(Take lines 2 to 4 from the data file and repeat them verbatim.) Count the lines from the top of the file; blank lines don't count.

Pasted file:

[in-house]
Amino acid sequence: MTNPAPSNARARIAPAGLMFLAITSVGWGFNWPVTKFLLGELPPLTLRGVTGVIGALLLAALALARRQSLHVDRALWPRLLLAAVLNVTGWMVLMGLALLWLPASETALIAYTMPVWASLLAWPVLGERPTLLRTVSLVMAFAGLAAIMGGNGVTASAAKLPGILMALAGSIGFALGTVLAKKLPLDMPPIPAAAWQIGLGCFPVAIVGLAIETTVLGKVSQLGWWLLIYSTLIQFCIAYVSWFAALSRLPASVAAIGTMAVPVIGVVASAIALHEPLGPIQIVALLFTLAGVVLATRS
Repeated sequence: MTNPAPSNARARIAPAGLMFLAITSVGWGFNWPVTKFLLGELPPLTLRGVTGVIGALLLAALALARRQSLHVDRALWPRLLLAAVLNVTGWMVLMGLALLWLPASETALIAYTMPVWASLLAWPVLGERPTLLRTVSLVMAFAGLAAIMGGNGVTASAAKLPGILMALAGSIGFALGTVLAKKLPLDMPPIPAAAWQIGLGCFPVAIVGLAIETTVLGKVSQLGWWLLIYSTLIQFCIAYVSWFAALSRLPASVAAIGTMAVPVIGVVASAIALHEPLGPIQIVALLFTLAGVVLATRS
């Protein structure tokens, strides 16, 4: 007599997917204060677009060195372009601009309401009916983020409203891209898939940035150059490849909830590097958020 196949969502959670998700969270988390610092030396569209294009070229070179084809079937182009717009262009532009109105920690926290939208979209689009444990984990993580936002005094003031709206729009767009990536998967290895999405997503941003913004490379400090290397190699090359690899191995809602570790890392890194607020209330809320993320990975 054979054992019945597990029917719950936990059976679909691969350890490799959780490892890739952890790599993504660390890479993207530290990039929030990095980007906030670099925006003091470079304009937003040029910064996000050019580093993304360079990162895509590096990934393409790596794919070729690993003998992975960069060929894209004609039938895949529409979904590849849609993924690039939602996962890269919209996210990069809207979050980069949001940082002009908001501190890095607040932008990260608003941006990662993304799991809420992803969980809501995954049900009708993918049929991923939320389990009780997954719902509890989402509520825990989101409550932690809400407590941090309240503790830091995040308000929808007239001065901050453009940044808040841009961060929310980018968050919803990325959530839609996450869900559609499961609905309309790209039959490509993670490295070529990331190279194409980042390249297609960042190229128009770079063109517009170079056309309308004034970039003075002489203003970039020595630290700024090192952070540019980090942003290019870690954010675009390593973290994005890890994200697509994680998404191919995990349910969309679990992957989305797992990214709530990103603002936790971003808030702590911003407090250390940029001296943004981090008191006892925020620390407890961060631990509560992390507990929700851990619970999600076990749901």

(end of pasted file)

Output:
Amino acid sequence: MTNPAPSNARARIAPAGLMFLAITSVGWGFNWPVTKFLLGELPPLTLRGVTGVIGALLLAALALARRQSLHVDRALWPRLLLAAVLNVTGWMVLMGLALLWLPASETALIAYTMPVWASLLAWPVLGERPTLLRTVSLVMAFAGLAAIMGGNGVTASAAKLPGILMALAGSIGFALGTVLAKKLPLDMPPIPAAAWQIGLGCFPVAIVGLAIETTVLGKVSQLGWWLLIYSTLIQFCIAYVSWFAALSRLPASVAAIGTMAVPVIGVVASAIALHEPLGPIQIVALLFTLAGVVLATRS
Repeated sequence: MTNPAPSNARARIAPAGLMFLAITSVGWGFNWPVTKFLLGELPPLTLRGVTGVIGALLLAALALARRQSLHVDRALWPRLLLAAVLNVTGWMVLMGLALLWLPASETALIAYTMPVWASLLAWPVLGERPTLLRTVSLVMAFAGLAAIMGGNGVTASAAKLPGILMALAGSIGFALGTVLAKKLPLDMPPIPAAAWQIGLGCFPVAIVGLAIETTVLGKVSQLGWWLLIYSTLIQFCIAYVSWFAALSRLPASVAAIGTMAVPVIGVVASAIALHEPLGPIQIVALLFTLAGVVLATRS
């Protein structure tokens, strides 16, 4: 007599997917204060677009060195372009601009309401009916983020409203891209898939940035150059490849909830590097958020 196949969502959670998700969270988390610092030396569209294009070229070179084809079937182009717009262009532009109105920690926290939208979209689009444990984990993580936002005094003031709206729009767009990536998967290895999405997503941003913004490379400090290397190699090359690899191995809602570790890392890194607020209330809320993320990975 054979054992019945597990029917719950936990059976679909691969350890490799959780490892890739952890790599993504660390890479993207530290990039929030990095980007906030670099925006003091470079304009937003040029910064996000050019580093993304360079990162895509590096990934393409790596794919070729690993003998992975960069060929894209004609039938895949529409979904590849849609993924690039939602996962890269919209996210990069809207979050980069949001940082002009908001501190890095607040932008990260608003941006990662993304799991809420992803969980809501995954049900009708993918049929991923939320389990009780997954719902509890989402509520825990989101409550932690809400407590941090309240503790830091995040308000929808007239001065901050453009940044808040841009961060929310980018968050919803990325959530839609996450869900559609499961609905309309790209039959490509993670490295070529990331190279194409980042390249297609960042190229128009770079063109517009170079056309309308004034970039003075002489203003970039020595630290700024090192952070540019980090942003290019870690954010675009390593973290994005890890994200697509994680998404191919995990349910969309679990992957989305797992990214709530990103603002936790971003808030702590911003407090250390940029001296943004981090008191006892925020620390407890961060631990509560992390507990929700851990619970999600076990749901």